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Details of Grant 

EPSRC Reference: EP/P024564/1
Title: Designer Quantum Materials - Thermodynamics and Transport
Principal Investigator: Rost, Dr A W
Other Investigators:
Researcher Co-Investigators:
Project Partners:
Max Planck Institutes (Grouped) Razorbill Instruments
Department: Physics and Astronomy
Organisation: University of St Andrews
Scheme: EPSRC Fellowship
Starts: 01 October 2017 Ends: 30 September 2022 Value (£): 1,220,782
EPSRC Research Topic Classifications:
Condensed Matter Physics Magnetism/Magnetic Phenomena
EPSRC Industrial Sector Classifications:
Electronics
Related Grants:
Panel History:
Panel DatePanel NameOutcome
28 Feb 2017 EPSRC Physical Sciences - Fellowship Interview February 2017 Announced
24 Jan 2017 EPSRC Physical Sciences - January 2017 Announced
Summary on Grant Application Form
Designer thin film heterostructures of strongly correlated electron systems are an exciting playground for condensed matter physics, not only for the opportunities that they provide for fundamental research but also for the potential technological impact they could have. They are one of the most promising avenues to develop advanced materials technology that allows one to design and assemble materials of near-arbitrary electronic, magnetic and structural properties. Long term success could mean the integration of such properties as superconductivity (allowing power transmission without loss), spin currents (transporting information without charge) or thermoelectricity (efficiently converting heat into electricity).

This search for new, multifunctional capabilities is a major ambition of research into such artificial 'designer' heterostructures of transition metal oxides, in which structural, magnetic and electric properties are strongly linked, resulting in multifunctional capabilities. In recent years we have become adept at depositing such complex materials with atomic precision layer by layer. This has led to a range of unexpected discoveries rooted in the fact that such materials go well beyond the paradigm of standard semiconductor physics with their electrons not behaving independently but instead strongly interacting. The quantum mechanical correlations driving the unusual properties of the bulk also lead to the emergence of new physics at both interfaces and in heterostructures that can now be tuned through composition control on atomic lengthscales. Famous examples are the emergence of a superconducting metal at the interface of two insulators and the giant magnetoresistance effect discovered a quarter of a century ago and now at the heart of almost every hard drive.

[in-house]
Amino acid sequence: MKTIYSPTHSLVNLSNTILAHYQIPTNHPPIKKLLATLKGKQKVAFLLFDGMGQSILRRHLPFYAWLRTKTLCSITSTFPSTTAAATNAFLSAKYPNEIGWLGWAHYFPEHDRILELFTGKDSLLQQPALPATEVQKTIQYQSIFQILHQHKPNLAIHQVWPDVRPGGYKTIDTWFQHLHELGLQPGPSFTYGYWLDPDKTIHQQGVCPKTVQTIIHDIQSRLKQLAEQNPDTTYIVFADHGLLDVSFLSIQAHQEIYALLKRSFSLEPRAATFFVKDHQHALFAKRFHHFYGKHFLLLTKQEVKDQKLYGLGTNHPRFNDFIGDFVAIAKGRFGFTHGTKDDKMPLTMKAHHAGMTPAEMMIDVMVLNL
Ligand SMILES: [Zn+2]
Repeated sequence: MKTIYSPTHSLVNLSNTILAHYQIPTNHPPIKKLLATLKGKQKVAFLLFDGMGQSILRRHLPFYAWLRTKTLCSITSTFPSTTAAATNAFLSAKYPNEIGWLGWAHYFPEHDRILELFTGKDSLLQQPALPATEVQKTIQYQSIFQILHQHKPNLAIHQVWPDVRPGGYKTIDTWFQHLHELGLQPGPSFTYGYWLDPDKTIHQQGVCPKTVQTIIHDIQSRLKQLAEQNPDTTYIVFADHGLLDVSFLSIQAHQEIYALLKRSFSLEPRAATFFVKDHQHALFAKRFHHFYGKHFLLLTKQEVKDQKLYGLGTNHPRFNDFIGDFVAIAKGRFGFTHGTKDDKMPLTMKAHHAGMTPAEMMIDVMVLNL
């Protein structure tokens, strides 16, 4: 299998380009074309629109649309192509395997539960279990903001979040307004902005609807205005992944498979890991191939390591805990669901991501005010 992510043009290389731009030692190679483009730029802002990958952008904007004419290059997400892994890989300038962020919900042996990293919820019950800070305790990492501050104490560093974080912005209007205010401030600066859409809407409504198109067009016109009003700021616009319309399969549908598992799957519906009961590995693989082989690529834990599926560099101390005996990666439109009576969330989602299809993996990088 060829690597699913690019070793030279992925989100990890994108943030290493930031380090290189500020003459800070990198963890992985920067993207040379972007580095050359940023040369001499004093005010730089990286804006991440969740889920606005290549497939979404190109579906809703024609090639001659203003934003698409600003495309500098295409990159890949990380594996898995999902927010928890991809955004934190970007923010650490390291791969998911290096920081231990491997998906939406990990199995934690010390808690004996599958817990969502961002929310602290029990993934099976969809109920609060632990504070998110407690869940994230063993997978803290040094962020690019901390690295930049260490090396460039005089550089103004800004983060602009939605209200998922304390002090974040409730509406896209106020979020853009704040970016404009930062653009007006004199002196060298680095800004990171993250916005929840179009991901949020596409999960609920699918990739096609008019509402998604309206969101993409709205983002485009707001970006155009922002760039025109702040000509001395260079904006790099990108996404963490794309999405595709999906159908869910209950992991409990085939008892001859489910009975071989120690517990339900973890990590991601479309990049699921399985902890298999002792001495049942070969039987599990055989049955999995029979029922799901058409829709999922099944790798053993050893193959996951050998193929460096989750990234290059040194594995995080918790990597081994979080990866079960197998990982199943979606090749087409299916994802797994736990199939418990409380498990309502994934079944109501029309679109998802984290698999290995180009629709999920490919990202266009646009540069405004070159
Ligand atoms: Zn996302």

Current research in transition metal oxide heterostructures therefore combines discovery and the quest for understanding. My proposal is situated at this frontier. I am planning to investigate new materials that display phenomena that are impossible or very difficult to stabilize in bulk material. These include unconventional superconductivity, the effect of strong correlations on topological insulators and spin liquids/spin ice in low dimensions.

A core role in this research program is played by the creation of a new bespoke experimental platform tailored to thin film materials. In current thin film research the standard measurement tool is electric conductivity, with other highly specialized techniques playing a more restricted role due to current technical constraints. Measuring other key quantities relating experiment to theory, such as magnetic properties or the capability of storing and releasing heat is much more challenging. The reason is that typical designer heterostructures have a thickness a thousand times thinner than a human hair. Their thermodynamic signatures are vanishingly small compared to everyday experience and require new, sensitive tools for their measurement. I will use state-of-the-art thin film fabrication tools and ultra-thin membranes to create such bespoke tools to overcome this challenge.

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Organisation Website: http://www.st-and.ac.uk